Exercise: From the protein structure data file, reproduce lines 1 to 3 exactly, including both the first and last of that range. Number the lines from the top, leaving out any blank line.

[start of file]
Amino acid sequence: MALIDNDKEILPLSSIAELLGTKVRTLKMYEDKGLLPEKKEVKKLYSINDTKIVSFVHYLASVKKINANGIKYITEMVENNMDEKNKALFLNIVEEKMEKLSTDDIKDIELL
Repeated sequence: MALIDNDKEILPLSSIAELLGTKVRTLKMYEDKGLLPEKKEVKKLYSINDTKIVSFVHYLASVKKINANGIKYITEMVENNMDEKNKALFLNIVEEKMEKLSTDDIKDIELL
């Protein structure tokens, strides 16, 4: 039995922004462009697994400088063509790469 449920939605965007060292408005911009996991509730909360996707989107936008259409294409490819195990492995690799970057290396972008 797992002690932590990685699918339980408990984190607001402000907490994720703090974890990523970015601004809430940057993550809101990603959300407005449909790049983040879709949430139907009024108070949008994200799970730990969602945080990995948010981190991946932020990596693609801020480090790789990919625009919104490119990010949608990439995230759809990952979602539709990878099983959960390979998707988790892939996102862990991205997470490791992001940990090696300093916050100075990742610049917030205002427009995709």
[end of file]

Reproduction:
Amino acid sequence: MALIDNDKEILPLSSIAELLGTKVRTLKMYEDKGLLPEKKEVKKLYSINDTKIVSFVHYLASVKKINANGIKYITEMVENNMDEKNKALFLNIVEEKMEKLSTDDIKDIELL
Repeated sequence: MALIDNDKEILPLSSIAELLGTKVRTLKMYEDKGLLPEKKEVKKLYSINDTKIVSFVHYLASVKKINANGIKYITEMVENNMDEKNKALFLNIVEEKMEKLSTDDIKDIELL
């Protein structure tokens, strides 16, 4: 039995922004462009697994400088063509790469 449920939605965007060292408005911009996991509730909360996707989107936008259409294409490819195990492995690799970057290396972008 797992002690932590990685699918339980408990984190607001402000907490994720703090974890990523970015601004809430940057993550809101990603959300407005449909790049983040879709949430139907009024108070949008994200799970730990969602945080990995948010981190991946932020990596693609801020480090790789990919625009919104490119990010949608990439995230759809990952979602539709990878099983959960390979998707988790892939996102862990991205997470490791992001940990090696300093916050100075990742610049917030205002427009995709």